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Neuroscience: rewiring the brain to learn more effectively

How can L&D professionals take the lessons neuroscience teaches us about brain function and apply it to learning in a workplace setting?

25th Oct 2019
Director Unimenta
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Neuroscience has grown in leaps and bounds and we now know that the brain is capable of far more than we ever thought. Not only that, but we are constantly rewiring and retraining our brains every day.

Can findings from neuroscience help learning and development professionals design more effective learning experiences? I think we should definitely be designing for the brain rather than for learning styles.

Even the best and most superbly designed session can be ineffective if participants are allowed to use even the shortest lull in an activity to check email and messages.

That means designing highly experiential and actively engaging learning sessions, whether those are face-to-face or online. Raising awareness is key, so static presentations and lectures will have to play a smaller part of a much richer learning experience.

Neuroscientists believe that emotions are fundamental to learning and that our motivation is driven by emotion. We need to make sure there are more learning experiences where learners can tap into these emotions. That means putting learners’ own experiences at the forefront and heart of training and using these to illustrate specific learning points.

We also know from neuroscience that sustained focus is largely an unconscious process, but it’s essential for learning and creative thinking. We now include mindfulness, focused breathing and brain gym in all of our sessions to optimise this and to encourage ‘whole brain learning’, as well as to ensure regular bursts of oxygen into the brain.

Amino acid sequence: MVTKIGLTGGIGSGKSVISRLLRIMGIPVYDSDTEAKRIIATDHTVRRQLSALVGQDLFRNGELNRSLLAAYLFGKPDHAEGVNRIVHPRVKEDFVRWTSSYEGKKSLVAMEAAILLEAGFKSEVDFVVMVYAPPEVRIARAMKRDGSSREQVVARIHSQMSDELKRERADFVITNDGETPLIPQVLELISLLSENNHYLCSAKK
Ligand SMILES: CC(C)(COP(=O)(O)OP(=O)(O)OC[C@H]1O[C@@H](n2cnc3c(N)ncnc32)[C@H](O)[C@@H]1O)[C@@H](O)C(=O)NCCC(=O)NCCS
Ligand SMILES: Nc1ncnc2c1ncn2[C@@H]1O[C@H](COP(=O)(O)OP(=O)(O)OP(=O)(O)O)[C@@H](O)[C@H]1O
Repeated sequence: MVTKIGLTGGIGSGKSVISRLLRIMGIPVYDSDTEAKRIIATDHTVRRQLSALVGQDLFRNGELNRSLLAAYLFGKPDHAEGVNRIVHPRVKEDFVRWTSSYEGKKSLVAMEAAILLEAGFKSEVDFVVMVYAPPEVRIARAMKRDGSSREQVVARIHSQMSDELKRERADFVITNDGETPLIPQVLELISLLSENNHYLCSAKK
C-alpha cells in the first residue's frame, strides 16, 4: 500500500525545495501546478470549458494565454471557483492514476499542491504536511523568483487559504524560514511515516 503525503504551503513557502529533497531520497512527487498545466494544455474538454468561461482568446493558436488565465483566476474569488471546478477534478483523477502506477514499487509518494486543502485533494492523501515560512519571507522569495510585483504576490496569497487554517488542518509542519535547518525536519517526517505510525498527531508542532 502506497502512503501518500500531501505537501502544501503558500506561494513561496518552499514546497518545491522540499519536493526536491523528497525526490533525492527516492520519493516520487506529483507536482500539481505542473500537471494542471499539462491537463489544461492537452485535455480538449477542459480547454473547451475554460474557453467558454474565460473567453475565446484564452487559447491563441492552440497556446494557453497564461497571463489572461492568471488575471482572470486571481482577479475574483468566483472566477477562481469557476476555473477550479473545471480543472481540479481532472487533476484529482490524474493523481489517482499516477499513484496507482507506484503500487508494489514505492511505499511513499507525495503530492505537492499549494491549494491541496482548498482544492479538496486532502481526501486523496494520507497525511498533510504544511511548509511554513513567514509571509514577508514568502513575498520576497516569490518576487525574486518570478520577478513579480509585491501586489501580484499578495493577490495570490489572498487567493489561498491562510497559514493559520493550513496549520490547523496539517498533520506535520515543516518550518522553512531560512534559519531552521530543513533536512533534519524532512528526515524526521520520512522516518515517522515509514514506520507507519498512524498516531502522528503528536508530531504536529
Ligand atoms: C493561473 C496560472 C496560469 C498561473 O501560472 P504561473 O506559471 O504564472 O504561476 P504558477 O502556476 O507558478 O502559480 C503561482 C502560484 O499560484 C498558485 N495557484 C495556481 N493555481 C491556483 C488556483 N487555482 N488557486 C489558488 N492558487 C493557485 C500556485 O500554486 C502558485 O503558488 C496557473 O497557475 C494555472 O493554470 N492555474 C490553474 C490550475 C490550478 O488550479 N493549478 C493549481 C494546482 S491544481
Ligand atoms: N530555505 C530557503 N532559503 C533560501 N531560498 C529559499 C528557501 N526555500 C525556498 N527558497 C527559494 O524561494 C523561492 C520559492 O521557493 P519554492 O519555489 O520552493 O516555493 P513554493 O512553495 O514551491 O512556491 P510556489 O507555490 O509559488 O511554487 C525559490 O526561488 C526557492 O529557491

Brain-friendly learning design

Our inability to focus also means designing shorter sessions and making the beginning and the end of a workshop or training session very high impact as we retain those parts of a learning experience best. Rather than having typical 90-minute sessions, the new style of training is ideally short sessions of 20 minutes, followed by a break and then moving into a new activity. Learners also often need help to focus and be present, even during a training session.

Even the best and most superbly designed session can be ineffective if participants are allowed to use even the shortest lull in an activity to check email and messages. All this does is create interruption, inefficiency and it reduces learning.

Learning techniques that have shown to enhance memory formation include elaborating, verbalising, writing and drawing, and sharing learned information during and at the end of a learning session. Interweaving different subject matter categories during a training event enhances the learning process and should be part of all exercises.

Follow-up and ways to apply learning after the training session are also key. Unfortunately, we forget most of what we have learned and delegates find it really hard to apply anything afterwards. This can be vastly minimised through experiential learning and awareness raising, but it still requires a follow-up, whether that’s online or via coaching.

A large inventory of digital learning provides learners with an opportunity to acquire knowledge and develop skills as needed. As a result they can apply and practice new skills directly on the job, making the learning stick.

Interested in this topic? Read Closing the knowing/doing gap: how to use neuroscience to apply learning on the job.

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